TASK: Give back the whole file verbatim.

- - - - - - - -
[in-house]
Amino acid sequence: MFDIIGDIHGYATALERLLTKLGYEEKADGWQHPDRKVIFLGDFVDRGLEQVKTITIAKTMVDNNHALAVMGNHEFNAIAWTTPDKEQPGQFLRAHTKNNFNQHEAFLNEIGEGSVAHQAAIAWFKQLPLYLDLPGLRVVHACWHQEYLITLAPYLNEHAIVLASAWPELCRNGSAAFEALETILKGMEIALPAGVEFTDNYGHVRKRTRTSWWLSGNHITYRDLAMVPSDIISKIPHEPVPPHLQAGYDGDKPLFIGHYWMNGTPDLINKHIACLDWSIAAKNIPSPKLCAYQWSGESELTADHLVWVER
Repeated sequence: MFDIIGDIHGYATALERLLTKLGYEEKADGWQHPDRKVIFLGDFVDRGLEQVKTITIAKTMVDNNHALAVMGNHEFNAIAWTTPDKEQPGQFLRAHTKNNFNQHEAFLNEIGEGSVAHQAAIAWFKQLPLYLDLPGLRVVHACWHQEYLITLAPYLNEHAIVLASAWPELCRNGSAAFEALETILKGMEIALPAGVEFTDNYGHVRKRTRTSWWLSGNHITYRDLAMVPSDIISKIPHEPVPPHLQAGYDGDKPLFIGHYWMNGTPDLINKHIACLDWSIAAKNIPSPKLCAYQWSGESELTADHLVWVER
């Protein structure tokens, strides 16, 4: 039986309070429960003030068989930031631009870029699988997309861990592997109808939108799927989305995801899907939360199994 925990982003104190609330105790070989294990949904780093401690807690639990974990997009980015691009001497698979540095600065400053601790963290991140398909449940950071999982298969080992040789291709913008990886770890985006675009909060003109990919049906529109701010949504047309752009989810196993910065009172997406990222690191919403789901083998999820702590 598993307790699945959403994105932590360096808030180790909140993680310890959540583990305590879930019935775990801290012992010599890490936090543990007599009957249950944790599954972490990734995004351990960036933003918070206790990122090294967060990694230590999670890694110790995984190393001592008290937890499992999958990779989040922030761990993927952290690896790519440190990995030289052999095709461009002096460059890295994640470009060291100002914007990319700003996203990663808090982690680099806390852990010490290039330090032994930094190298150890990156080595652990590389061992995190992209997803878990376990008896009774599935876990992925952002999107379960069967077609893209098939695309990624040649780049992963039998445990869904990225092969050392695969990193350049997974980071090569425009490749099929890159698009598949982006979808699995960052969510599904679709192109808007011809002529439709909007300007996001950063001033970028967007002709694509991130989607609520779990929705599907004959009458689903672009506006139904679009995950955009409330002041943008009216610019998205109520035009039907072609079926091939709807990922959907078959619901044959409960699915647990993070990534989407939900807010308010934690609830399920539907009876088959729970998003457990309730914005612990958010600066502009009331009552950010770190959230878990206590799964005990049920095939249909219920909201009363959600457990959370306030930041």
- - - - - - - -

[in-house]
Amino acid sequence: MFDIIGDIHGYATALERLLTKLGYEEKADGWQHPDRKVIFLGDFVDRGLEQVKTITIAKTMVDNNHALAVMGNHEFNAIAWTTPDKEQPGQFLRAHTKNNFNQHEAFLNEIGEGSVAHQAAIAWFKQLPLYLDLPGLRVVHACWHQEYLITLAPYLNEHAIVLASAWPELCRNGSAAFEALETILKGMEIALPAGVEFTDNYGHVRKRTRTSWWLSGNHITYRDLAMVPSDIISKIPHEPVPPHLQAGYDGDKPLFIGHYWMNGTPDLINKHIACLDWSIAAKNIPSPKLCAYQWSGESELTADHLVWVER
Repeated sequence: MFDIIGDIHGYATALERLLTKLGYEEKADGWQHPDRKVIFLGDFVDRGLEQVKTITIAKTMVDNNHALAVMGNHEFNAIAWTTPDKEQPGQFLRAHTKNNFNQHEAFLNEIGEGSVAHQAAIAWFKQLPLYLDLPGLRVVHACWHQEYLITLAPYLNEHAIVLASAWPELCRNGSAAFEALETILKGMEIALPAGVEFTDNYGHVRKRTRTSWWLSGNHITYRDLAMVPSDIISKIPHEPVPPHLQAGYDGDKPLFIGHYWMNGTPDLINKHIACLDWSIAAKNIPSPKLCAYQWSGESELTADHLVWVER
């Protein structure tokens, strides 16, 4: 039986309070429960003030068989930031631009870029699988997309861990592997109808939108799927989305995801899907939360199994 925990982003104190609330105790070989294990949904780093401690807690639990974990997009980015691009001497698979540095600065400053601790963290991140398909449940950071999982298969080992040789291709913008990886770890985006675009909060003109990919049906529109701010949504047309752009989810196993910065009172997406990222690191919403789901083998999820702590 598993307790699945959403994105932590360096808030180790909140993680310890959540583990305590879930019935775990801290012992010599890490936090543990007599009957249950944790599954972490990734995004351990960036933003918070206790990122090294967060990694230590999670890694110790995984190393001592008290937890499992999958990779989040922030761990993927952290690896790519440190990995030289052999095709461009002096460059890295994640470009060291100002914007990319700003996203990663808090982690680099806390852990010490290039330090032994930094190298150890990156080595652990590389061992995190992209997803878990376990008896009774599935876990992925952002999107379960069967077609893209098939695309990624040649780049992963039998445990869904990225092969050392695969990193350049997974980071090569425009490749099929890159698009598949982006979808699995960052969510599904679709192109808007011809002529439709909007300007996001950063001033970028967007002709694509991130989607609520779990929705599907004959009458689903672009506006139904679009995950955009409330002041943008009216610019998205109520035009039907072609079926091939709807990922959907078959619901044959409960699915647990993070990534989407939900807010308010934690609830399920539907009876088959729970998003457990309730914005612990958010600066502009009331009552950010770190959230878990206590799964005990049920095939249909219920909201009363959600457990959370306030930041």